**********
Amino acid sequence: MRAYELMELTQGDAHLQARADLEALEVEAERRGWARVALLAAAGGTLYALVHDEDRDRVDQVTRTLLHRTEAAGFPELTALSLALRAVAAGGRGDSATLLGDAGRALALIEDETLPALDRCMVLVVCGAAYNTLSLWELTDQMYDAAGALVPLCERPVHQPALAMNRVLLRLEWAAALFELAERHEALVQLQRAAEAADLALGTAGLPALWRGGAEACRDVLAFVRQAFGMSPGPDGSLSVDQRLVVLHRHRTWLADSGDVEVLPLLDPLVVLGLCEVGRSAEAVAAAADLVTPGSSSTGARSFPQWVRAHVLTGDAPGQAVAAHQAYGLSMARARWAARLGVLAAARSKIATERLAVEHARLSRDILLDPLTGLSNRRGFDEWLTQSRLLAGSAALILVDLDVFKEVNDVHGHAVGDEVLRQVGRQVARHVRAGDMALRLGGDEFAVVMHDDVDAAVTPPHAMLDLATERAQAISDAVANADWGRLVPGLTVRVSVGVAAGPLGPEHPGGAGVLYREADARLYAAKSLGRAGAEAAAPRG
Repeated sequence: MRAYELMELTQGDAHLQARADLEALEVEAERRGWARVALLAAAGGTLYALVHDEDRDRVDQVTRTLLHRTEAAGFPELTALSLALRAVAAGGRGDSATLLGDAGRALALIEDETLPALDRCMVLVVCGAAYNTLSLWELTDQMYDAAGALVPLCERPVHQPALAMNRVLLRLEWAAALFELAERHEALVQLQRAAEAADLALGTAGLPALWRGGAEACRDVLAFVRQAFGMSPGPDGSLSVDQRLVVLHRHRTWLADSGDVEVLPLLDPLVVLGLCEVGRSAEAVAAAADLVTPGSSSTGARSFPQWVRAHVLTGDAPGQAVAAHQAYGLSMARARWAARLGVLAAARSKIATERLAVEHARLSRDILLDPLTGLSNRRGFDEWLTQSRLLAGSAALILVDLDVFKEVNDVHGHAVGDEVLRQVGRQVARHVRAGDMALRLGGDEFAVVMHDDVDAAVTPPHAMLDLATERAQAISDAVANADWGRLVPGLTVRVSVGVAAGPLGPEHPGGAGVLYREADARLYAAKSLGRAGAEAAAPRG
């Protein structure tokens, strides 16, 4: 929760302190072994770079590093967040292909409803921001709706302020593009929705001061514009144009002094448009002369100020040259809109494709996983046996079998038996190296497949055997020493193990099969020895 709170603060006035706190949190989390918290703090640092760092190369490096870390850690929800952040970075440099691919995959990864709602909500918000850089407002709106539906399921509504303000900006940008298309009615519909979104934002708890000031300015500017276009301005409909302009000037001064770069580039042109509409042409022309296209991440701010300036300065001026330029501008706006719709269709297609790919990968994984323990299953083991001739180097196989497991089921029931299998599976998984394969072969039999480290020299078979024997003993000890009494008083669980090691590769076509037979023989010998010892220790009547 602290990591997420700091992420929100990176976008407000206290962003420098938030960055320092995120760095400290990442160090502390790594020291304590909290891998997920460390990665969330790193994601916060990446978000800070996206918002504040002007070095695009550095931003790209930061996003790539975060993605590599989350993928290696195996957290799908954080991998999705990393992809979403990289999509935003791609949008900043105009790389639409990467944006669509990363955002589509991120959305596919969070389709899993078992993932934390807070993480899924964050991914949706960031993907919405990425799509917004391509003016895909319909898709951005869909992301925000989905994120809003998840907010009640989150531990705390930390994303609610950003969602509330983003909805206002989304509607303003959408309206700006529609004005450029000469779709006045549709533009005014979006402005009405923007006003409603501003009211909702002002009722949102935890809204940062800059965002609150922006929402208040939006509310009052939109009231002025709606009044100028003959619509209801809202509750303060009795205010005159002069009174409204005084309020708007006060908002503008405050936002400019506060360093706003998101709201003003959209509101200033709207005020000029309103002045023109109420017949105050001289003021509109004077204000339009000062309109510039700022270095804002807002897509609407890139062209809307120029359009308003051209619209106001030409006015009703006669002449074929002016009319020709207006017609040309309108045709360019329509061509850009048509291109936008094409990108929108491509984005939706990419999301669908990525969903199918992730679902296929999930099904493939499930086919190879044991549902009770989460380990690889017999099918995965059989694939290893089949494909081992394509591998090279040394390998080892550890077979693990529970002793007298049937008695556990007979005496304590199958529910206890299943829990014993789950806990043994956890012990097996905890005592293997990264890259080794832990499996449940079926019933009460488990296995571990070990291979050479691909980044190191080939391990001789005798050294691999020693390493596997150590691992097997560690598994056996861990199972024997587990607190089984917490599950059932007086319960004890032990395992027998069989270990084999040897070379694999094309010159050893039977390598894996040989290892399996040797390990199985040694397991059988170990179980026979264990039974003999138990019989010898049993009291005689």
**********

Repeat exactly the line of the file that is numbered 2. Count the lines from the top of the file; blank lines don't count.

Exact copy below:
Repeated sequence: MRAYELMELTQGDAHLQARADLEALEVEAERRGWARVALLAAAGGTLYALVHDEDRDRVDQVTRTLLHRTEAAGFPELTALSLALRAVAAGGRGDSATLLGDAGRALALIEDETLPALDRCMVLVVCGAAYNTLSLWELTDQMYDAAGALVPLCERPVHQPALAMNRVLLRLEWAAALFELAERHEALVQLQRAAEAADLALGTAGLPALWRGGAEACRDVLAFVRQAFGMSPGPDGSLSVDQRLVVLHRHRTWLADSGDVEVLPLLDPLVVLGLCEVGRSAEAVAAAADLVTPGSSSTGARSFPQWVRAHVLTGDAPGQAVAAHQAYGLSMARARWAARLGVLAAARSKIATERLAVEHARLSRDILLDPLTGLSNRRGFDEWLTQSRLLAGSAALILVDLDVFKEVNDVHGHAVGDEVLRQVGRQVARHVRAGDMALRLGGDEFAVVMHDDVDAAVTPPHAMLDLATERAQAISDAVANADWGRLVPGLTVRVSVGVAAGPLGPEHPGGAGVLYREADARLYAAKSLGRAGAEAAAPRG